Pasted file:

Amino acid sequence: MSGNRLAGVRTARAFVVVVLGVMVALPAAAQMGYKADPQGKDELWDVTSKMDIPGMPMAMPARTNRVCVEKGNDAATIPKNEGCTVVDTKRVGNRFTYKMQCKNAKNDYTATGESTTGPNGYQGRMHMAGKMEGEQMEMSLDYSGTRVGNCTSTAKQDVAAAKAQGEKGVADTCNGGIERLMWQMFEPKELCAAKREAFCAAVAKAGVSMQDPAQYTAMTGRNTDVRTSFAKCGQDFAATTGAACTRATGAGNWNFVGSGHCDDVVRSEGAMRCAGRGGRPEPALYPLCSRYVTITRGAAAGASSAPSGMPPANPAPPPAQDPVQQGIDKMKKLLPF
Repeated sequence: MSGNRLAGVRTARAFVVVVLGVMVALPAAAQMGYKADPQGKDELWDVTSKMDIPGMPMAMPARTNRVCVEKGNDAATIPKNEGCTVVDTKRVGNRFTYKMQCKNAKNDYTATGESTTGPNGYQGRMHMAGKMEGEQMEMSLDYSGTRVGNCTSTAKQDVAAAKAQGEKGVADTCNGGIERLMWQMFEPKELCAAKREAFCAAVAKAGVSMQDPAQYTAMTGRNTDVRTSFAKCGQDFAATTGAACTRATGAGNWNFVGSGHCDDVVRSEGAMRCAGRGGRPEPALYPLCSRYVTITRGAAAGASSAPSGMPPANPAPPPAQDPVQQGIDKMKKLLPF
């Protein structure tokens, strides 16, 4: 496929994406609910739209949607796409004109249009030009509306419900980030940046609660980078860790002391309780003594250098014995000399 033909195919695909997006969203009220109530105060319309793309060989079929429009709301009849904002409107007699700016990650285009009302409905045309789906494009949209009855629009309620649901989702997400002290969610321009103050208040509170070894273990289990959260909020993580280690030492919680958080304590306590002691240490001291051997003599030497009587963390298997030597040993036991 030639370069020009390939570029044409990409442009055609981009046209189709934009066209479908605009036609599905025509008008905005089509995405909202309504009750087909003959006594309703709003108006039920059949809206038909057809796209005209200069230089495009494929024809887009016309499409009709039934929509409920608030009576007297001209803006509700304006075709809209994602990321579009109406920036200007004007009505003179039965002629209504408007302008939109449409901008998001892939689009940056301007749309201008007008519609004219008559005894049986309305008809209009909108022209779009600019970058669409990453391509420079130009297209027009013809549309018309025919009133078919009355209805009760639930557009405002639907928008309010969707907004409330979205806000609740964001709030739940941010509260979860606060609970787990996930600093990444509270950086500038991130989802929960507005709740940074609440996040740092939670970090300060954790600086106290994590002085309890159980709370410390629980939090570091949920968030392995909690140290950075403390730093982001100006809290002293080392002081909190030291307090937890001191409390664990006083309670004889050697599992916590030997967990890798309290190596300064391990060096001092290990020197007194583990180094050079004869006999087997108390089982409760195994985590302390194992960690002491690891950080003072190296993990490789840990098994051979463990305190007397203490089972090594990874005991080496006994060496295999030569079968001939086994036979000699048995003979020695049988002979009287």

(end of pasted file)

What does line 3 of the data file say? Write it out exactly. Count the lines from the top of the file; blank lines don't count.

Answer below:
């Protein structure tokens, strides 16, 4: 496929994406609910739209949607796409004109249009030009509306419900980030940046609660980078860790002391309780003594250098014995000399 033909195919695909997006969203009220109530105060319309793309060989079929429009709301009849904002409107007699700016990650285009009302409905045309789906494009949209009855629009309620649901989702997400002290969610321009103050208040509170070894273990289990959260909020993580280690030492919680958080304590306590002691240490001291051997003599030497009587963390298997030597040993036991 030639370069020009390939570029044409990409442009055609981009046209189709934009066209479908605009036609599905025509008008905005089509995405909202309504009750087909003959006594309703709003108006039920059949809206038909057809796209005209200069230089495009494929024809887009016309499409009709039934929509409920608030009576007297001209803006509700304006075709809209994602990321579009109406920036200007004007009505003179039965002629209504408007302008939109449409901008998001892939689009940056301007749309201008007008519609004219008559005894049986309305008809209009909108022209779009600019970058669409990453391509420079130009297209027009013809549309018309025919009133078919009355209805009760639930557009405002639907928008309010969707907004409330979205806000609740964001709030739940941010509260979860606060609970787990996930600093990444509270950086500038991130989802929960507005709740940074609440996040740092939670970090300060954790600086106290994590002085309890159980709370410390629980939090570091949920968030392995909690140290950075403390730093982001100006809290002293080392002081909190030291307090937890001191409390664990006083309670004889050697599992916590030997967990890798309290190596300064391990060096001092290990020197007194583990180094050079004869006999087997108390089982409760195994985590302390194992960690002491690891950080003072190296993990490789840990098994051979463990305190007397203490089972090594990874005991080496006994060496295999030569079968001939086994036979000699048995003979020695049988002979009287």